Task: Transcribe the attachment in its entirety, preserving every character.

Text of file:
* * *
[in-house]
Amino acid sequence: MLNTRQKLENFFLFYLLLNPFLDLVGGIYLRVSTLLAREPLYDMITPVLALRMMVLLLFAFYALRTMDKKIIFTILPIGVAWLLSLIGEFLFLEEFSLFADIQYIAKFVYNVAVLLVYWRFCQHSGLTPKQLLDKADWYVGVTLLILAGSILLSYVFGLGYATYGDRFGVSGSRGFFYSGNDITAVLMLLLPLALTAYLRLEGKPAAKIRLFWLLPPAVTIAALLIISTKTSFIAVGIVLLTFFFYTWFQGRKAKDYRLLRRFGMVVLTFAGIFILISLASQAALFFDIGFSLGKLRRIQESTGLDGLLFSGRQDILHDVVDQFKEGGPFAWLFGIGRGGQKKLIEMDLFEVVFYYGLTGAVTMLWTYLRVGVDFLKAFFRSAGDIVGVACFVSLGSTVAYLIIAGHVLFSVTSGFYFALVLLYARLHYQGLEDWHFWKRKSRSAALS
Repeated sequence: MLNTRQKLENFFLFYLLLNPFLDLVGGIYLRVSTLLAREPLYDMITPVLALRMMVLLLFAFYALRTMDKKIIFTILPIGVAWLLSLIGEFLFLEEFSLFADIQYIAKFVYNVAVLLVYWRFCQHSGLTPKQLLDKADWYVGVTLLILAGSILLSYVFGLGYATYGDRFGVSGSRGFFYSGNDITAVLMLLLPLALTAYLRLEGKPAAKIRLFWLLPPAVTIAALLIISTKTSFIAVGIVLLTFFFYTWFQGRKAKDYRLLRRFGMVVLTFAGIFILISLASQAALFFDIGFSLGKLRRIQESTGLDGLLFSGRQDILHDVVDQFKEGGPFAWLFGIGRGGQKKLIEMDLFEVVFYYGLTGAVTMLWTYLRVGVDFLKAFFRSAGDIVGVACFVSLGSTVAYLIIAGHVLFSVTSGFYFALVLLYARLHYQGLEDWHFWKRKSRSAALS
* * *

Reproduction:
[in-house]
Amino acid sequence: MLNTRQKLENFFLFYLLLNPFLDLVGGIYLRVSTLLAREPLYDMITPVLALRMMVLLLFAFYALRTMDKKIIFTILPIGVAWLLSLIGEFLFLEEFSLFADIQYIAKFVYNVAVLLVYWRFCQHSGLTPKQLLDKADWYVGVTLLILAGSILLSYVFGLGYATYGDRFGVSGSRGFFYSGNDITAVLMLLLPLALTAYLRLEGKPAAKIRLFWLLPPAVTIAALLIISTKTSFIAVGIVLLTFFFYTWFQGRKAKDYRLLRRFGMVVLTFAGIFILISLASQAALFFDIGFSLGKLRRIQESTGLDGLLFSGRQDILHDVVDQFKEGGPFAWLFGIGRGGQKKLIEMDLFEVVFYYGLTGAVTMLWTYLRVGVDFLKAFFRSAGDIVGVACFVSLGSTVAYLIIAGHVLFSVTSGFYFALVLLYARLHYQGLEDWHFWKRKSRSAALS
Repeated sequence: MLNTRQKLENFFLFYLLLNPFLDLVGGIYLRVSTLLAREPLYDMITPVLALRMMVLLLFAFYALRTMDKKIIFTILPIGVAWLLSLIGEFLFLEEFSLFADIQYIAKFVYNVAVLLVYWRFCQHSGLTPKQLLDKADWYVGVTLLILAGSILLSYVFGLGYATYGDRFGVSGSRGFFYSGNDITAVLMLLLPLALTAYLRLEGKPAAKIRLFWLLPPAVTIAALLIISTKTSFIAVGIVLLTFFFYTWFQGRKAKDYRLLRRFGMVVLTFAGIFILISLASQAALFFDIGFSLGKLRRIQESTGLDGLLFSGRQDILHDVVDQFKEGGPFAWLFGIGRGGQKKLIEMDLFEVVFYYGLTGAVTMLWTYLRVGVDFLKAFFRSAGDIVGVACFVSLGSTVAYLIIAGHVLFSVTSGFYFALVLLYARLHYQGLEDWHFWKRKSRSAALS